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Why should I think about disability before it happens?

On Behalf of | May 11, 2015 | Social Security Disability

Everything seems to have its own special observance day, week or month. May is big for a number of them. A quick Web search reveals that May 1 is International Workers’ Day. In Ireland, it’s the start of summer and marked by the feast of Beltane.

Health issues get a lot of attention, as well. May 3-9 was National Anxiety & Depression Awareness Week. National Hospital Week runs May 10-16. All month long we’re encouraged to be more aware of amyotrophic lateral sclerosis, Lou Gehrig’s disease; arthritis; the importance of clean air; children’s health and more.

May also happens to be Disability Insurance Awareness Month — an effort that has been created and promoted by Life Happens, an insurance industry nonprofit dedicated to educating Americans about proper planning.

As self-serving as the endeavor may seem, there is good reason to pay attention to it. As information from the industry notes, people tend to think of disability as something someone is born with, not something developed.

But the Social Security Administration is very up front about acknowledging that it expects that just over 25 percent of individuals who are 20 now will become disabled due to illness or injury before they reach retirement age — currently set at 67. And because we are living longer, those getting benefits will probably need them longer.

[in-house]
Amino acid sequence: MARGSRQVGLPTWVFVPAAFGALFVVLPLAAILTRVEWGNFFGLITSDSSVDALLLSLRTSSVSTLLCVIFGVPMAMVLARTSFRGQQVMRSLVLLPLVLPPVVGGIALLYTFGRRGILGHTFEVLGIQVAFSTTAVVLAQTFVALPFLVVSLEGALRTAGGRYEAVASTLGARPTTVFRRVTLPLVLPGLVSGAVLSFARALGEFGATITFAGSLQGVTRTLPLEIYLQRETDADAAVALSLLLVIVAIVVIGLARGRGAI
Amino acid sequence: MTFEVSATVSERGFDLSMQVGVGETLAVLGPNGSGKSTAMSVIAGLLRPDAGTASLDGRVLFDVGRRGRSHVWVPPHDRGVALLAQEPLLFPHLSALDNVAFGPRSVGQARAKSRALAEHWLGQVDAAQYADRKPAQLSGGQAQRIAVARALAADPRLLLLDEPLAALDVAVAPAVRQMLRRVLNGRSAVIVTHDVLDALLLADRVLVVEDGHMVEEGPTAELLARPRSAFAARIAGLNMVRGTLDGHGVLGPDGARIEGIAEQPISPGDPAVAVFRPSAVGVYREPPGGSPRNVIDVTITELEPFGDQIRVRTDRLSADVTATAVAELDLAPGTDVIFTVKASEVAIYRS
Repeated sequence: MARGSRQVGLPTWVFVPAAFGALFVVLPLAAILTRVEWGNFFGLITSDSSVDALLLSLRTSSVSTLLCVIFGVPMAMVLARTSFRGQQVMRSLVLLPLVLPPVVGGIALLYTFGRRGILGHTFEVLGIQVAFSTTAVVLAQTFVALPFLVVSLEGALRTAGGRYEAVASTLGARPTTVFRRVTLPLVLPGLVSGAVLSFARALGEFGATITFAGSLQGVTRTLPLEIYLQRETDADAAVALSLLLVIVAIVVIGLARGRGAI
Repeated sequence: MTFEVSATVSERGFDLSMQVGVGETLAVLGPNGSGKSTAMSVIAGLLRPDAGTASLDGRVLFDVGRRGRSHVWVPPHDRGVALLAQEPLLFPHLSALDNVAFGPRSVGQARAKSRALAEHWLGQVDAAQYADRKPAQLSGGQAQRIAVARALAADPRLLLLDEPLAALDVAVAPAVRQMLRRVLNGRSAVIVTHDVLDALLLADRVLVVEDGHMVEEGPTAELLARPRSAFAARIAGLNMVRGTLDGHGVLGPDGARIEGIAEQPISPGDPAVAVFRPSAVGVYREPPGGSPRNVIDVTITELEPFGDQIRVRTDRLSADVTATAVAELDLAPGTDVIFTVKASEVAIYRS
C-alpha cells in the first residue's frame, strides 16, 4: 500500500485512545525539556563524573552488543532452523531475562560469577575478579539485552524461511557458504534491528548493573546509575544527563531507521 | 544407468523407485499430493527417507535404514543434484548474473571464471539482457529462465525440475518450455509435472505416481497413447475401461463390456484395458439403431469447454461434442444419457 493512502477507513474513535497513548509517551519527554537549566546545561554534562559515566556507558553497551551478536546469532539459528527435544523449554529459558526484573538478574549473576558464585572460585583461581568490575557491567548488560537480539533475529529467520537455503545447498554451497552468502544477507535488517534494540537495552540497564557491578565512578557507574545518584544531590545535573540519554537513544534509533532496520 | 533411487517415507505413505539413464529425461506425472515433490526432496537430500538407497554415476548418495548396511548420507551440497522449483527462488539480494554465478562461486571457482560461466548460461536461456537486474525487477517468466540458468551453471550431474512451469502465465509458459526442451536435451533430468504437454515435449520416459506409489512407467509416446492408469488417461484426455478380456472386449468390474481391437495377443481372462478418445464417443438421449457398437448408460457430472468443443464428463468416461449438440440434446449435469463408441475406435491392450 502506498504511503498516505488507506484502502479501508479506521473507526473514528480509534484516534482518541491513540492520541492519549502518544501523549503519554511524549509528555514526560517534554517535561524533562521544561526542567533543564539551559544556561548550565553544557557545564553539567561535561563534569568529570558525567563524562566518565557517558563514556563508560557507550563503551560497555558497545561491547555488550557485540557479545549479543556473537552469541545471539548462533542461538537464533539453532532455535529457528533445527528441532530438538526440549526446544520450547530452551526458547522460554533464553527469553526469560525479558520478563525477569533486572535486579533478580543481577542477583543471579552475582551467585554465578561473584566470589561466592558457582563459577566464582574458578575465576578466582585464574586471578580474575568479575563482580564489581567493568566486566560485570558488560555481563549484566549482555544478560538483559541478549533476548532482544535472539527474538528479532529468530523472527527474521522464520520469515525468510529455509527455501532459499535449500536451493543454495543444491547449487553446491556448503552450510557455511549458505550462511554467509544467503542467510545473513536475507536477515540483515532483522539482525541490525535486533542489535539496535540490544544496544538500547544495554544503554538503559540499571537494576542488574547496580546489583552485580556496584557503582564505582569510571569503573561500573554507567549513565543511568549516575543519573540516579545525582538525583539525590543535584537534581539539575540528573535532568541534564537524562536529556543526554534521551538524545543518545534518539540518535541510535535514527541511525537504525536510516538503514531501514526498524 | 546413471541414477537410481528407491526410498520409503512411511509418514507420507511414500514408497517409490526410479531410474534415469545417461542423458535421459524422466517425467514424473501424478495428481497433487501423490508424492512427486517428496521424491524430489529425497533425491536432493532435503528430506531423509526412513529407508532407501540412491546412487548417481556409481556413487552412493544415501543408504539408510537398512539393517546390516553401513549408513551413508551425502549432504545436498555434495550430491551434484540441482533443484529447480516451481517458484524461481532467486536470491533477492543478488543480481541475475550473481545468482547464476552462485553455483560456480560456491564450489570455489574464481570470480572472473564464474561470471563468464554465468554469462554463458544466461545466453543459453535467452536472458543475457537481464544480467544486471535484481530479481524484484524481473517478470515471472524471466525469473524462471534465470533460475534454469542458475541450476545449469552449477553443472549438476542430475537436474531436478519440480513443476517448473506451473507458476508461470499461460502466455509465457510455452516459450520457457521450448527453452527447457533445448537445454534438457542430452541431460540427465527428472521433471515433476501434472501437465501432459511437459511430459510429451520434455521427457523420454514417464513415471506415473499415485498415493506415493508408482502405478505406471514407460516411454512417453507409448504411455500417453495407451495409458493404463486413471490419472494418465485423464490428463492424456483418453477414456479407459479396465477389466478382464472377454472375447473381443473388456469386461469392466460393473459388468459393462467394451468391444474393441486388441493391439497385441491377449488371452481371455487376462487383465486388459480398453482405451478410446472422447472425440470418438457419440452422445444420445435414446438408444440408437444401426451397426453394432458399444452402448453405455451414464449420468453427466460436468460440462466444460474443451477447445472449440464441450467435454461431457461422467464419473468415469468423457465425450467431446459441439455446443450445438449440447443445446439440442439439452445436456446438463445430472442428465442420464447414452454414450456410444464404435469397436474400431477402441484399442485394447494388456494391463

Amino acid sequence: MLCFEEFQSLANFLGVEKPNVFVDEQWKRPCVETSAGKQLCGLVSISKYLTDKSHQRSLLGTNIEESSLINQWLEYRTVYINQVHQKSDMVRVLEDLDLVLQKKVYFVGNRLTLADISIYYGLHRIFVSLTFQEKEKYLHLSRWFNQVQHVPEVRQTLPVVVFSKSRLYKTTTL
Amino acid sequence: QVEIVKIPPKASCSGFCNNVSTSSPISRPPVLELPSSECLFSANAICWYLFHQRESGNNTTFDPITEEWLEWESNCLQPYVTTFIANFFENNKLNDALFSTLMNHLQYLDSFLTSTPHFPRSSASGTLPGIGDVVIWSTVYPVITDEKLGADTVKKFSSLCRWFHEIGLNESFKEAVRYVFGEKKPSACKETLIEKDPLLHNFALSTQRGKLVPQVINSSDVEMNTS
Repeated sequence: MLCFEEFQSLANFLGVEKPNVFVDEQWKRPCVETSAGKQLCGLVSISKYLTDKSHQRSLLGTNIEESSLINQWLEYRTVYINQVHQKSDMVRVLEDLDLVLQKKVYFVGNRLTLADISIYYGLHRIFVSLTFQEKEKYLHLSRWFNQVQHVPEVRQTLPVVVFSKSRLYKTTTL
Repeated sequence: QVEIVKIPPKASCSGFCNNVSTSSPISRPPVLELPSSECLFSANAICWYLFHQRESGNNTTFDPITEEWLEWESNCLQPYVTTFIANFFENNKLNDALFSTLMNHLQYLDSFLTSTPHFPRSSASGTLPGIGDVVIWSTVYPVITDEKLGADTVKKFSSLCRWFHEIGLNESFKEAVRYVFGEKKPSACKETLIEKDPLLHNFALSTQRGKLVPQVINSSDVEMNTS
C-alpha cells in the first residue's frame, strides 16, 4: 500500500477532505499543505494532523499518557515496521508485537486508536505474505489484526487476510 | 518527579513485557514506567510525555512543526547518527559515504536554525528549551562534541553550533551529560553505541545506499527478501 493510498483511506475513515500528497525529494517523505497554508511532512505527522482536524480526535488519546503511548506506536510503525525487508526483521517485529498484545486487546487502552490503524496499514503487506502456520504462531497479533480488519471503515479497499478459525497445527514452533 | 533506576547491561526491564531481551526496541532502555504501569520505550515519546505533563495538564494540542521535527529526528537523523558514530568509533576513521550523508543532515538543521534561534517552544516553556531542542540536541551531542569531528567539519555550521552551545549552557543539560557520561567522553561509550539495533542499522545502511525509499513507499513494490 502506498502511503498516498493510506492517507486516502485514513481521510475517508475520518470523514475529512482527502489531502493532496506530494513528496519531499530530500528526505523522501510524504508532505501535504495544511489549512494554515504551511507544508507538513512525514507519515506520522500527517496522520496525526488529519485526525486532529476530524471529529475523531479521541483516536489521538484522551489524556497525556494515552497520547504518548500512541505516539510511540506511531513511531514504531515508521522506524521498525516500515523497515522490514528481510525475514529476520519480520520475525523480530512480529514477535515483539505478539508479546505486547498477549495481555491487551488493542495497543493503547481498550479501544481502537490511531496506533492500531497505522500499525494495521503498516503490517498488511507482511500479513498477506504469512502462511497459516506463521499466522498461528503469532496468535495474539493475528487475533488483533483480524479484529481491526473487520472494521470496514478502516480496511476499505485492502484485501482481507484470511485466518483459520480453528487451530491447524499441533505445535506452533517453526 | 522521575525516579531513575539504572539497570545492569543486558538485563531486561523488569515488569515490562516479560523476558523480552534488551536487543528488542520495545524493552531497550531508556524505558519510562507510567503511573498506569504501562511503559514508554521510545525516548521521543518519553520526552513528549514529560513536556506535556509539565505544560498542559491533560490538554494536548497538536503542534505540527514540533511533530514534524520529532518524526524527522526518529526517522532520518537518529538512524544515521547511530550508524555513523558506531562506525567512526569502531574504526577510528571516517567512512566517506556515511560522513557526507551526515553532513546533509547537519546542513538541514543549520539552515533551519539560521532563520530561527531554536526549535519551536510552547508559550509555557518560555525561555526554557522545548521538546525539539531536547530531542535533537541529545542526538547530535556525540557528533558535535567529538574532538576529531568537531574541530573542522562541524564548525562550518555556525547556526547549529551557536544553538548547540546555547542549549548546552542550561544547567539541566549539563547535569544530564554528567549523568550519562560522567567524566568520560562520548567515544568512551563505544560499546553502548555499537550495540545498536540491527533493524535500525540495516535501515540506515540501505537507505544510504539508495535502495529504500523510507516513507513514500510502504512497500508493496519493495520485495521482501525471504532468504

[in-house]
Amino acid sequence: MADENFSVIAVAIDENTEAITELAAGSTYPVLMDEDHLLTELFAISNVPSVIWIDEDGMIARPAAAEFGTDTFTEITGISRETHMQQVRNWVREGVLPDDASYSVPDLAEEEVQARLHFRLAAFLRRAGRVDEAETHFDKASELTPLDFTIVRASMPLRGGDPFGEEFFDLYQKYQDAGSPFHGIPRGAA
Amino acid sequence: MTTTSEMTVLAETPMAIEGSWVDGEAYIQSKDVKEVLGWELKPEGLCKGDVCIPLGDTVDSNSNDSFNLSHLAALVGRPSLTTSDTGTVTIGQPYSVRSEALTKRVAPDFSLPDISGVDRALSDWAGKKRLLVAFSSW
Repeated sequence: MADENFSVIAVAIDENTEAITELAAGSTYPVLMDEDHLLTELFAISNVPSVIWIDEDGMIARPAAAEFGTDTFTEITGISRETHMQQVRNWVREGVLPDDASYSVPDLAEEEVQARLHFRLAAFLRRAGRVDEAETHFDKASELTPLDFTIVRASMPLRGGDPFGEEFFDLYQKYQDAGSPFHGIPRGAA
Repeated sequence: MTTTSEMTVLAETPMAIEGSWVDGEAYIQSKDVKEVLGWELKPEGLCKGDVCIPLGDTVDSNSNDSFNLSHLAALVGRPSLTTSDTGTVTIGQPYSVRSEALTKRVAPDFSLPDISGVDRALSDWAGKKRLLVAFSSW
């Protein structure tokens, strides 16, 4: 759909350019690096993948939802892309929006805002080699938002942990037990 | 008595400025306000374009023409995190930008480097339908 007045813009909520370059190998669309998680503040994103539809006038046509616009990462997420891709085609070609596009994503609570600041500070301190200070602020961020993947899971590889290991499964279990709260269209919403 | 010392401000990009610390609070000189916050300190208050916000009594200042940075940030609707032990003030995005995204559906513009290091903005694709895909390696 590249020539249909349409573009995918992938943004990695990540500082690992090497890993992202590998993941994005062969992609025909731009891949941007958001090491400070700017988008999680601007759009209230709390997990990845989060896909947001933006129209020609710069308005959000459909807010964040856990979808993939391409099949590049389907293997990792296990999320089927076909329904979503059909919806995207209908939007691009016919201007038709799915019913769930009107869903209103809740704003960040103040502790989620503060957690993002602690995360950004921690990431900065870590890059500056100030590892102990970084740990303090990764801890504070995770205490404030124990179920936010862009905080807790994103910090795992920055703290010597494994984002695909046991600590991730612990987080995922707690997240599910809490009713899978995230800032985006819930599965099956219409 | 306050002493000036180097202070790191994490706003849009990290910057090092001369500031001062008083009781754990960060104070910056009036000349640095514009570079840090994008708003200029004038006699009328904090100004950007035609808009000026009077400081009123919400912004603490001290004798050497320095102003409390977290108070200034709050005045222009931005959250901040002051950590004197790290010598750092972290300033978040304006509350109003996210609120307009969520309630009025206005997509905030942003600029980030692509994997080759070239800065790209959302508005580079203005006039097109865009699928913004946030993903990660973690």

The reason Social Security Disability Insurance exists is for just such occurrences. The government says that while about 90 percent of the American workers and their families have protection from long-term disability through SSDI, most in the private sector don’t carry any long-term disability coverage.

Taking that information into consideration and noting that first applications for SSDI are often denied triggering the complicated appeals processes, it suggests that raising awareness about disability is important. At least by being aware, individuals can prepare with private insurance, avoiding difficulty in event they face a long delay in obtaining their SSDI benefits.